Johnson makes high-wage economy U-turn as calls for £15 minimum wage grow

The PM’s comments for workers to accept pay cuts or UK faces 1970s-style ‘stagflation’, have been blasted as ‘nonsense.’

Johnson in Blackpool

In a speech in Blackpool on June 9 – billed as a reset of his premiership following the bruising confidence vote in his leadership – the Prime Minister has promised a return to lowering taxes and cutting government spending.

In another startling U-turn on a promise made just months ago to create a high-wage economy, Johnson said the government should reject the “Covid mindset” that more state spending is the answer. He warned of a “wage-price spiral” if workers demand more pay to be compensated for rising prices, that could force the Bank of England to push up interest rates.

“We cannot fix the increase in the cost of living just by increasing wages to match the surge in prices.

“If wages continually chase the increase in prices, then we risk a wage-price spiral such as this country experienced in the 1970s. Stagflation – that is inflation combined with stagnant economic growth,” he said.

Calls dismissed as ‘nonsense’

The comments were immediately jumped on by unions, with Paul Nowak, deputy general of the TUC, dismissing the calls to cut wages as “nonsense”, arguing that only pay rises can provide “financial security.”

“It hasn’t taken long for the prime minister to abandon his commitment to a high-wage economy.

“British workers are suffering the longest wage squeeze in more than 200 years. They urgently need more money in their pockets,” said Nowak.

The PM’s U-turn comes amid growing calls for the minimum wage to be increased to £15 an hour.

As the price of everything skyrockets, the cost of labour remains stagnant, meaning average pay in Britain is less in real terms than it was in 2008.

Amid the upheaval of a low-wage economy and a cost-of-living crisis, a new report by the Progressive Economy Forum (PEF) makes the case for a £15/hour minimum wage by 2024 to “compensate employees for a “lost decade” of wages.”

The research, compiled by James Meadway and Howard Reed for the PEF, confirms that introducing a £15 minimum wage is not only the right thing to do, but will be beneficial to the economy.

Levelling up

The report contends that the rise in wages would see the poorest 70% of households benefit from a 6.9% increase in their forecast incomes. It would also prove beneficial to the ‘levelling up’ agenda, with 33% of employees in London benefitting from the minimum pay increase, and 51% of workers in the north of England.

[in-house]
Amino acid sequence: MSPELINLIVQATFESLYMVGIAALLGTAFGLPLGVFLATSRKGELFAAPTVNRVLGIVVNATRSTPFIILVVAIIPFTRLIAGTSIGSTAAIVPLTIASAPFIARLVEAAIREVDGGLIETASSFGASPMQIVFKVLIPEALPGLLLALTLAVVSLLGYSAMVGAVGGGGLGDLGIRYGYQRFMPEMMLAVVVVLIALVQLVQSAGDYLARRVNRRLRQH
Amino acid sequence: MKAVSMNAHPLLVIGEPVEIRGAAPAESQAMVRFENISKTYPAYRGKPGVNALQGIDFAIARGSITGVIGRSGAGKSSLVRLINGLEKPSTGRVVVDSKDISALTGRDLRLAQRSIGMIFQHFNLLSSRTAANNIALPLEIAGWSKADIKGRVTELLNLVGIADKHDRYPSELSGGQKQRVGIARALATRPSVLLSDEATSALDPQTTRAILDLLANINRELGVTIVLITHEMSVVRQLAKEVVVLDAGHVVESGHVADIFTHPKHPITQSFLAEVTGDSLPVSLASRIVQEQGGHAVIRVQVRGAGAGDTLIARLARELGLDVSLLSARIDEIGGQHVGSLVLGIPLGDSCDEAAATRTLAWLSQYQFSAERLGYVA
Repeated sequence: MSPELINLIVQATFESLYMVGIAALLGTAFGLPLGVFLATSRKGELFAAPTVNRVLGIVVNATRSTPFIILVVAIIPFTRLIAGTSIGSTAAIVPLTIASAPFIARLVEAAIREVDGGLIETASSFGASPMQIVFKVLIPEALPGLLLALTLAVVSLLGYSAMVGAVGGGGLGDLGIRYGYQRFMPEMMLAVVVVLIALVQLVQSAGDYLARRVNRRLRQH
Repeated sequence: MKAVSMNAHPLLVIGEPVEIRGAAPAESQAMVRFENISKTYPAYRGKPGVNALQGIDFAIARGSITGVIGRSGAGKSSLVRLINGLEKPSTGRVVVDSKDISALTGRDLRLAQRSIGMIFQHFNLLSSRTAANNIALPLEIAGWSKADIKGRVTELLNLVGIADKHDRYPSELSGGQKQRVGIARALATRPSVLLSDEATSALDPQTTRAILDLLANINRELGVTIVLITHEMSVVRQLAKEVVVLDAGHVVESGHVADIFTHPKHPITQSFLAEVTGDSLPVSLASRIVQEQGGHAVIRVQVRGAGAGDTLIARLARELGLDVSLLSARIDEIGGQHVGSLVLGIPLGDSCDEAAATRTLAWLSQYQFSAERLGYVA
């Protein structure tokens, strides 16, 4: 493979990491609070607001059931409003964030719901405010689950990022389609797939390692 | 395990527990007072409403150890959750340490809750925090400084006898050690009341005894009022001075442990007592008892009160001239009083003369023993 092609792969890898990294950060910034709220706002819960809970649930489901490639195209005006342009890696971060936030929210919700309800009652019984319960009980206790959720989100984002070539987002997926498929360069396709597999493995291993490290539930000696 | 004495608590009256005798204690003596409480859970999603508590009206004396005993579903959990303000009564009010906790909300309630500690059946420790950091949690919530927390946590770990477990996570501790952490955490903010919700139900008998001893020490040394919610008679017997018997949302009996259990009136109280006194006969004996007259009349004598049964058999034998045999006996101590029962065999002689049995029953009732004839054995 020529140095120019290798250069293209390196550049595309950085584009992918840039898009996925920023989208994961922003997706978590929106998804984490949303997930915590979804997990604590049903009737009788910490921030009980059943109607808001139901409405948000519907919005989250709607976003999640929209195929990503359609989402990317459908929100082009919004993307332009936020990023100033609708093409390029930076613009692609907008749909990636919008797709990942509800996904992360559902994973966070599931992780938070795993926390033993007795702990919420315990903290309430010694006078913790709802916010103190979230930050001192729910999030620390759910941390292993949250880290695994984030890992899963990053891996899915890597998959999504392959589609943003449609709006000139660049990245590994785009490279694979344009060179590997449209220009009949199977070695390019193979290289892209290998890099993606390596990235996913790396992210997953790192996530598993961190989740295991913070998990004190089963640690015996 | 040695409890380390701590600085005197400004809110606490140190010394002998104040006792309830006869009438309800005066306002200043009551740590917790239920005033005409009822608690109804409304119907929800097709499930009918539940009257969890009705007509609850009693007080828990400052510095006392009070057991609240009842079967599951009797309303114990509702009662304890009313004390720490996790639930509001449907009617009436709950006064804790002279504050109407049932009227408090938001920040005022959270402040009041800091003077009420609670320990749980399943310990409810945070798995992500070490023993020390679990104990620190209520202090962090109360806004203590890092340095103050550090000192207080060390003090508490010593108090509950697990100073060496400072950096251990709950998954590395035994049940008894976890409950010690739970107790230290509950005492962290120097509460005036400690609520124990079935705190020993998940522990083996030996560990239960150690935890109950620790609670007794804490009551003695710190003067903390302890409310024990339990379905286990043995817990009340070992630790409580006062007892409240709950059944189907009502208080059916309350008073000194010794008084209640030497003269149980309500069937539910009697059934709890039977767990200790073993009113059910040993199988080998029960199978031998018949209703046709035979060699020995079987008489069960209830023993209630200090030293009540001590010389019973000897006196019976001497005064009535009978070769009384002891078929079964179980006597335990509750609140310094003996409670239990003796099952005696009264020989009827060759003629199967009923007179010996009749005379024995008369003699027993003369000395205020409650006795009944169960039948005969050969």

The authors argue that for the economy, the policy would raise an additional £32.7bn in taxation from income and National Insurance Contributions. Additionally, it would save the government £4.2bn on income-contingent benefits payments, and an overall £25.1bn improvement in the public finances.

A number of members of the opposition have shared their support of the move to increase the minimum wage to £15 an hour.

Writing on the subject in the Guardian, Nadia Wittome, Labour MP for Nottingham East, said: “There’s a simple way to fight the cost of living crisis, increase the minimum wage to £15 an hour.”  

Referring to PES’s research, Whittome said: “After years of stagnant wages and now rapidly rising prices, a £15 an hour minimum wage has the potential to lift millions out of poverty. This research shows that it’s exactly the kind of bold policy intervention the government should be considering to help tackle the cost of living crisis.”

More people facing poverty pay

Zarah Sultana, Labour MP for Coventry South, has made similar calls, saying: “Energy bills are soaring, food prices are rocketing, but wages are standing still. The national minimum wage simply isn’t enough, and more and more people are facing poverty pay. 

“This ground-breaking research shows that a significant rise in the minimum wage – rising to £15 an hour by 2024 – would give a real pay rise to nearly 14 million people, lifting families up and down Britain out of poverty.

“The Tories like to talk about ‘levelling-up’, but a £15 an hour national minimum wage by 2024 would actually do it.”

In September 2021, Labour members voted in favour of a £15 per hour minimum wage at the Party’s annual conference. Unite the union had put forward the motion calling for the minimum wage to increase to £15.

Living standards ‘decreasing for years’

Noting the magnitude of the real term pay cuts in the UK, the Socialist Party, which is calling for an immediate increase of the minimum wage to £15 an hour, says that if wages had continued to rise at pre-2008 financial crash levels, we would be £13,000 better off by the mid-2020s, “so our living standards have been decreasing for years.”   

When the minimum wage was introduced by Labour in 1999, it faced opposition from Tories over what it might do to the economy, with many arguing it would lead to job cuts.

With its successful implementation, and social and economic impact, in 2010, the minimum wage was named the most successful government policy of the past 30 years in a survey of British political experts.

Its introduction might have been ground-breaking, but since wages have languished and progress has been abruptly stalled.

Now, amid the biggest drop in living standards since 1956, calls are being made for bold action to stamp out wage stagnation.

As Nadia Witthome says: “It’s time to fight for £15.”

Gabrielle Pickard-Whitehead is a contributing editor to Left Foot Forward

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